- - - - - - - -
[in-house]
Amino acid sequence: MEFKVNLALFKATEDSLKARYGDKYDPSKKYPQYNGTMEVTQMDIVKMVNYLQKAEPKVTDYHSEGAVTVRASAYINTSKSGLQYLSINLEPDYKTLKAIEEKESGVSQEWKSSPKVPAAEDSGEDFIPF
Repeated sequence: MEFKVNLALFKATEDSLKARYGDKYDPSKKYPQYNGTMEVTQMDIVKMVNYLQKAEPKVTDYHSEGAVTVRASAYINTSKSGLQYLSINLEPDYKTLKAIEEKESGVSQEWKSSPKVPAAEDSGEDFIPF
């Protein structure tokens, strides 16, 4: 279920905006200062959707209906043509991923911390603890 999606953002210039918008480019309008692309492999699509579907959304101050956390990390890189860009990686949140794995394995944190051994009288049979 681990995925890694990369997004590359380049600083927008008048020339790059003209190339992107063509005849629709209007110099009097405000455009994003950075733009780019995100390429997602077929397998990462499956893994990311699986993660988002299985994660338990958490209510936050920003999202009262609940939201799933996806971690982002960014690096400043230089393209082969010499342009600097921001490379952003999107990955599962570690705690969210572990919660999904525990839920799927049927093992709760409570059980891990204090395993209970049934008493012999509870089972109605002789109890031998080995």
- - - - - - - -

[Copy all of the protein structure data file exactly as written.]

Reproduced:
[in-house]
Amino acid sequence: MEFKVNLALFKATEDSLKARYGDKYDPSKKYPQYNGTMEVTQMDIVKMVNYLQKAEPKVTDYHSEGAVTVRASAYINTSKSGLQYLSINLEPDYKTLKAIEEKESGVSQEWKSSPKVPAAEDSGEDFIPF
Repeated sequence: MEFKVNLALFKATEDSLKARYGDKYDPSKKYPQYNGTMEVTQMDIVKMVNYLQKAEPKVTDYHSEGAVTVRASAYINTSKSGLQYLSINLEPDYKTLKAIEEKESGVSQEWKSSPKVPAAEDSGEDFIPF
């Protein structure tokens, strides 16, 4: 279920905006200062959707209906043509991923911390603890 999606953002210039918008480019309008692309492999699509579907959304101050956390990390890189860009990686949140794995394995944190051994009288049979 681990995925890694990369997004590359380049600083927008008048020339790059003209190339992107063509005849629709209007110099009097405000455009994003950075733009780019995100390429997602077929397998990462499956893994990311699986993660988002299985994660338990958490209510936050920003999202009262609940939201799933996806971690982002960014690096400043230089393209082969010499342009600097921001490379952003999107990955599962570690705690969210572990919660999904525990839920799927049927093992709760409570059980891990204090395993209970049934008493012999509870089972109605002789109890031998080995």